Novel, first published: Del Rey/Ballantine 1982
College professor Edward Lansing receives explicit instructions from a slot machine that translates him to an alternate world. He stumbles into an inn where he sees four men with skull-like faces playing cards and meets a company of puzzled pilgrims like himself: a jingoistic brigadier, a fanatic fundamentalist parson, a robot named Jurgens transplanted right out of City, a certified poetess, and a female engineer. All are from different worlds and different cultures and have no idea why they have been trapped on this world.
The company sets out for an unknown destination, and after a number of trials, each member of the quest disappears one by one, except for engineer Mary and Lansing. Some of the assorted dangers are familiar from other Simak novels; the company stops at a deserted cIty where the Brigadier and the Parson disappear through "portals" to other worlds, a device used in Destiny Doll. Lansing and Mary reenter a huge blue cube (its force-field had formerly rejected them) and find the four card-players.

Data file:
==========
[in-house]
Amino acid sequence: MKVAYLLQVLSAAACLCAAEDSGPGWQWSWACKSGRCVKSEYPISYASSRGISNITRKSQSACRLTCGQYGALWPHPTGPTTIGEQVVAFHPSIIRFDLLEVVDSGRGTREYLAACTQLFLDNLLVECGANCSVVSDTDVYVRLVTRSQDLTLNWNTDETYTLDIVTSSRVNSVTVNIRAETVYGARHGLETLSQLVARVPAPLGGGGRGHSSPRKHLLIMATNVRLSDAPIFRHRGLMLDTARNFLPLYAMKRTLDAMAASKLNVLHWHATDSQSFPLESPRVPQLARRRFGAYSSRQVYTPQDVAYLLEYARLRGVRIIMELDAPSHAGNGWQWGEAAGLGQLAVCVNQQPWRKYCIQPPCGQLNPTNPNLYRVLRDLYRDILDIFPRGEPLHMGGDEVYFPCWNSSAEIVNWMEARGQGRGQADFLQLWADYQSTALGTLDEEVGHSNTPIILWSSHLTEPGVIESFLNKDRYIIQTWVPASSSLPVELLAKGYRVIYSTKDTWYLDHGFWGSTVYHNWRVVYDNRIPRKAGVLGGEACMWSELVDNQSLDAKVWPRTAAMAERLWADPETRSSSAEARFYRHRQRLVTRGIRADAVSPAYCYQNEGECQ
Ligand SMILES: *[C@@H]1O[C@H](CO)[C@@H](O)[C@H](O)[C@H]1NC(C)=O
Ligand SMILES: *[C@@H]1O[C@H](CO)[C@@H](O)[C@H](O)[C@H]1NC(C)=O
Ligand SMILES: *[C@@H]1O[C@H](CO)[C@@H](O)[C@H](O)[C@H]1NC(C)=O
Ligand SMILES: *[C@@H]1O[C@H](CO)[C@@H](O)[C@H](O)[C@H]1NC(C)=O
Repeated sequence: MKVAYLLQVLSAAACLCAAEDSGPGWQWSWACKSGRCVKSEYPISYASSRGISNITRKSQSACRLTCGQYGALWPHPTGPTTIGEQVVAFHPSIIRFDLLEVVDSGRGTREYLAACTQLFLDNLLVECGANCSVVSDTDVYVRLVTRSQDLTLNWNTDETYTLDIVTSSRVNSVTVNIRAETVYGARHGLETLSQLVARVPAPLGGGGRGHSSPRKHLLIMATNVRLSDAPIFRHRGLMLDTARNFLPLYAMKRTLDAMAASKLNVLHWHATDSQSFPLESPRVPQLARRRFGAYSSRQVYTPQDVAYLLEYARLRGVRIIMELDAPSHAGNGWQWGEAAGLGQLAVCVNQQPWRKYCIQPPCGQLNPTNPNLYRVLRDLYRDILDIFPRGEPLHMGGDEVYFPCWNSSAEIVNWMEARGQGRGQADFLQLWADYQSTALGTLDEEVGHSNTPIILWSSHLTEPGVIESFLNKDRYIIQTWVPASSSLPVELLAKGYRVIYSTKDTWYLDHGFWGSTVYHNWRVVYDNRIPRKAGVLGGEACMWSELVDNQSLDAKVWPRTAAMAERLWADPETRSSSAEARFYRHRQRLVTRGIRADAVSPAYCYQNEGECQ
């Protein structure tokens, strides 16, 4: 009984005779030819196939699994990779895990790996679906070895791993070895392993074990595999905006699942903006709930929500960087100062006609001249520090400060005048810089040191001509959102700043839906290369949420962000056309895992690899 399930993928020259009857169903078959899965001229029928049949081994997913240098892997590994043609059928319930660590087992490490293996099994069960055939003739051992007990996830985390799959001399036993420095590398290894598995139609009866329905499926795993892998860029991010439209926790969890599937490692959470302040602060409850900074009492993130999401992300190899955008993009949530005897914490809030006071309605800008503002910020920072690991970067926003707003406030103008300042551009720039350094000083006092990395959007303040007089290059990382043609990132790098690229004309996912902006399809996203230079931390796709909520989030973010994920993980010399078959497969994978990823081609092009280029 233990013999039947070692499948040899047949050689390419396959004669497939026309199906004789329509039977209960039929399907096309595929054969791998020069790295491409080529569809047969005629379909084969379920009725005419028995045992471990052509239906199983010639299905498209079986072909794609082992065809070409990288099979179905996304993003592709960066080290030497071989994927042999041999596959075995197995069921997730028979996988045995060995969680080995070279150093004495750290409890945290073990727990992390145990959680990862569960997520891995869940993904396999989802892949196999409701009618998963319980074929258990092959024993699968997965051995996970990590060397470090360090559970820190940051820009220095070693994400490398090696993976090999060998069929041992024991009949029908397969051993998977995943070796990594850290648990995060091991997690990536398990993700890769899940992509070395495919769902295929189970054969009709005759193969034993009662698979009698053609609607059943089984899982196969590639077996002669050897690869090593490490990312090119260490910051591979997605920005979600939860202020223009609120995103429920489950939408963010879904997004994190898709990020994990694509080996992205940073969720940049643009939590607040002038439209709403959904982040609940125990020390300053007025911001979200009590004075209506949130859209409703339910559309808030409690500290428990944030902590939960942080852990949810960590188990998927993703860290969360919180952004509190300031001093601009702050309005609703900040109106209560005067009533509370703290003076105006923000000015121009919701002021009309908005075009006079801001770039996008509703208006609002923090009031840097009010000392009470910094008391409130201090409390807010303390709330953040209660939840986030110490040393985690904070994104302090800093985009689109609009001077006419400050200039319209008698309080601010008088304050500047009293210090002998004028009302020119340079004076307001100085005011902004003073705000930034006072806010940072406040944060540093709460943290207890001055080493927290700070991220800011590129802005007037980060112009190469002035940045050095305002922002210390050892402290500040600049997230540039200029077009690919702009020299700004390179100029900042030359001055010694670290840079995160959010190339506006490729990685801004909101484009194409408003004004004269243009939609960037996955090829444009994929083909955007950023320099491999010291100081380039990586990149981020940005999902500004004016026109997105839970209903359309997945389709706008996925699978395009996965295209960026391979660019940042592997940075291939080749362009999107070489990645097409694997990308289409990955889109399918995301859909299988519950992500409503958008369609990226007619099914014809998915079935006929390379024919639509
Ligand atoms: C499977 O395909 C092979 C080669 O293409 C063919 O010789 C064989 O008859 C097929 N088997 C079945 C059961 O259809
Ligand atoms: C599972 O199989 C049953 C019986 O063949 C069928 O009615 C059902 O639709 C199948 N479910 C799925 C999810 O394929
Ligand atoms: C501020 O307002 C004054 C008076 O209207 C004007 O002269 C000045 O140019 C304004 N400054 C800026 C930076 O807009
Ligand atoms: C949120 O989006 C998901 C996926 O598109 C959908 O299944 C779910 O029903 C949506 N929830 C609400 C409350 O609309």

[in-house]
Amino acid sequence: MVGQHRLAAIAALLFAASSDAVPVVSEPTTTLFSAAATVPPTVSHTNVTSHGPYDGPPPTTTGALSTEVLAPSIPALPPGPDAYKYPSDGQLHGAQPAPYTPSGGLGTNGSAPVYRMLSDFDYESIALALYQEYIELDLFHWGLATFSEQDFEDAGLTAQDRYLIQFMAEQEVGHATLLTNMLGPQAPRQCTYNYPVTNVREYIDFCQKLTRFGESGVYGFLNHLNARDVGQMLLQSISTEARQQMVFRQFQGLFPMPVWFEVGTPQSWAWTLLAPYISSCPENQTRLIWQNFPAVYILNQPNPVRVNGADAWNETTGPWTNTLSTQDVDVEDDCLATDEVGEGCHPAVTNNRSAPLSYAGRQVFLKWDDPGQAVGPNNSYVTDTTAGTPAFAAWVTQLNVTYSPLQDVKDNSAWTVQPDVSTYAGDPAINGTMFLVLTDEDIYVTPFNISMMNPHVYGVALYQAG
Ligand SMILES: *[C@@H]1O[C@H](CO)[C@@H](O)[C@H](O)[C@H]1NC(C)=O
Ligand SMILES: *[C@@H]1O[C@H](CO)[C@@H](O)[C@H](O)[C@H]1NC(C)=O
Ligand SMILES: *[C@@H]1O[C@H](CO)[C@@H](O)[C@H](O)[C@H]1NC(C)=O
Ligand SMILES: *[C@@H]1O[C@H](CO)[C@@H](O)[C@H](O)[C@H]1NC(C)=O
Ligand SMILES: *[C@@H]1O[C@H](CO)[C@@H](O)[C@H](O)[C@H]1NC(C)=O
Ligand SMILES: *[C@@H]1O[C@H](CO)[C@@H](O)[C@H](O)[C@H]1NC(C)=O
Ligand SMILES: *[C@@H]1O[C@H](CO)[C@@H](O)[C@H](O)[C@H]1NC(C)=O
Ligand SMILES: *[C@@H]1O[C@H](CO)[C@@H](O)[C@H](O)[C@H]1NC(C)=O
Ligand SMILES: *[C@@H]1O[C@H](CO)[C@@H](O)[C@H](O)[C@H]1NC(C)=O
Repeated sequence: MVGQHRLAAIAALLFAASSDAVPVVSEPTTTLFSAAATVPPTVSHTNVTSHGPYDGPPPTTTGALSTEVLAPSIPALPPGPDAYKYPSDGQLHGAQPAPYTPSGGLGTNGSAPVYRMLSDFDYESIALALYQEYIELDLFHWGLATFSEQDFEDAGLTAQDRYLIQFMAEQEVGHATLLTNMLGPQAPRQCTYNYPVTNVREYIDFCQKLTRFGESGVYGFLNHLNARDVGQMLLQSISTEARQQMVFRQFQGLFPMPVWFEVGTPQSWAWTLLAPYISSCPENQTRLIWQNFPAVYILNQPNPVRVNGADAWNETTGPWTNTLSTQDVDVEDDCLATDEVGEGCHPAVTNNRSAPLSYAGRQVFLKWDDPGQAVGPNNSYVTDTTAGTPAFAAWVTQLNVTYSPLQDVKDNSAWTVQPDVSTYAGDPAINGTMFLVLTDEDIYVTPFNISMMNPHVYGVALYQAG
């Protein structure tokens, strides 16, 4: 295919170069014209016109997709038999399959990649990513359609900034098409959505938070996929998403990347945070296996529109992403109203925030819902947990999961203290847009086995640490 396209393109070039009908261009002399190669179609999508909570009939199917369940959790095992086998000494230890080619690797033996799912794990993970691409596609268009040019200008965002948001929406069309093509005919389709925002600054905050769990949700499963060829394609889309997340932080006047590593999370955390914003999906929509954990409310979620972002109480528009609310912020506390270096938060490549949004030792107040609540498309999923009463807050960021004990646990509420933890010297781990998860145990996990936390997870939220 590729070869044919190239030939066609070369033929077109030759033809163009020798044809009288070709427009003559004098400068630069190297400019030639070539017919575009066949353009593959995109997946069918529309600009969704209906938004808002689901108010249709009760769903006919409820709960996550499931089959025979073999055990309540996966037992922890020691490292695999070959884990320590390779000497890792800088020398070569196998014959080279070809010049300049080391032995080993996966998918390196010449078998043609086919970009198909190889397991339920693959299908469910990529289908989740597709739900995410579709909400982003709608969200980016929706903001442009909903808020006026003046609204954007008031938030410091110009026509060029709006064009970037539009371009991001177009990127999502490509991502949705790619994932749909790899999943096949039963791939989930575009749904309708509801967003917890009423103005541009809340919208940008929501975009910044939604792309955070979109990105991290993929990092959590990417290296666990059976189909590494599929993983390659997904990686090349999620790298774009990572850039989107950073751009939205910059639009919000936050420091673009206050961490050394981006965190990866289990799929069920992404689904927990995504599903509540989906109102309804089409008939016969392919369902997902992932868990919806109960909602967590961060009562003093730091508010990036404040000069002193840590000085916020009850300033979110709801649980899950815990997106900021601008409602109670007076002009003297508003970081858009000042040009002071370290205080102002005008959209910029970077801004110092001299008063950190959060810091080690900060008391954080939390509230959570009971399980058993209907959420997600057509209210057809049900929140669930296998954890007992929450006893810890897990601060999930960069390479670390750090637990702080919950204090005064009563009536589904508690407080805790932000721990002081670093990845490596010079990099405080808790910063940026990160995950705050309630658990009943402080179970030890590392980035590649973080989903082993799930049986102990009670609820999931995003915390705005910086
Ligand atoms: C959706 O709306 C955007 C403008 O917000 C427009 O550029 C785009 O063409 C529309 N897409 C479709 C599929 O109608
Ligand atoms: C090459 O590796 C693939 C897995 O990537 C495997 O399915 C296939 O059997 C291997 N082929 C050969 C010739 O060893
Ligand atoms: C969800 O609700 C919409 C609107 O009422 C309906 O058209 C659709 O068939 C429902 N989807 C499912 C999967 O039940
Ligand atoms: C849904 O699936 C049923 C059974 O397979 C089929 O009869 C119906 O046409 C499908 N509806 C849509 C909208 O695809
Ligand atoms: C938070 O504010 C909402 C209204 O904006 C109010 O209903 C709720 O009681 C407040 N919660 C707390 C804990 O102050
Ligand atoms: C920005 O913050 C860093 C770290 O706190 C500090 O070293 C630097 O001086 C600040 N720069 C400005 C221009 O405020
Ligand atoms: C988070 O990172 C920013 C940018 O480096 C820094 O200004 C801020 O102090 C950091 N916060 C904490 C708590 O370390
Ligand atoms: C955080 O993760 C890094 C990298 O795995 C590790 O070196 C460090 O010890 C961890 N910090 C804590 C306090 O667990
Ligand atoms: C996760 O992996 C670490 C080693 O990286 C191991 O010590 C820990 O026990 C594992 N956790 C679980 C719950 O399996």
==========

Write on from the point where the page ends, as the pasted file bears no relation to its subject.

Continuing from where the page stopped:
The card-players are aliens from the far side of the galaxy "social workers" conducting a search for qualified humans. The human race is threatened with extinction, obviously by its own stupidity (an old Simakian lament), and is at one of the "crisis points" of its evolutionary process.
Humans from various alternate worlds have been recruited to this world to be subjected to a "test quest." (Earlier, Lansing and his sociologist colleague discuss the possibility that historic crisis points could be responsible for the existence of these alternate worlds.) Lansing and Mary have passed the test with flying colors and will be translated to a university where they will study how to become more fully human and join thousands of other humans in forming a new society.
Ewald, Robert J.: When the Fires Burn High and the Wind is from the North, p.123-124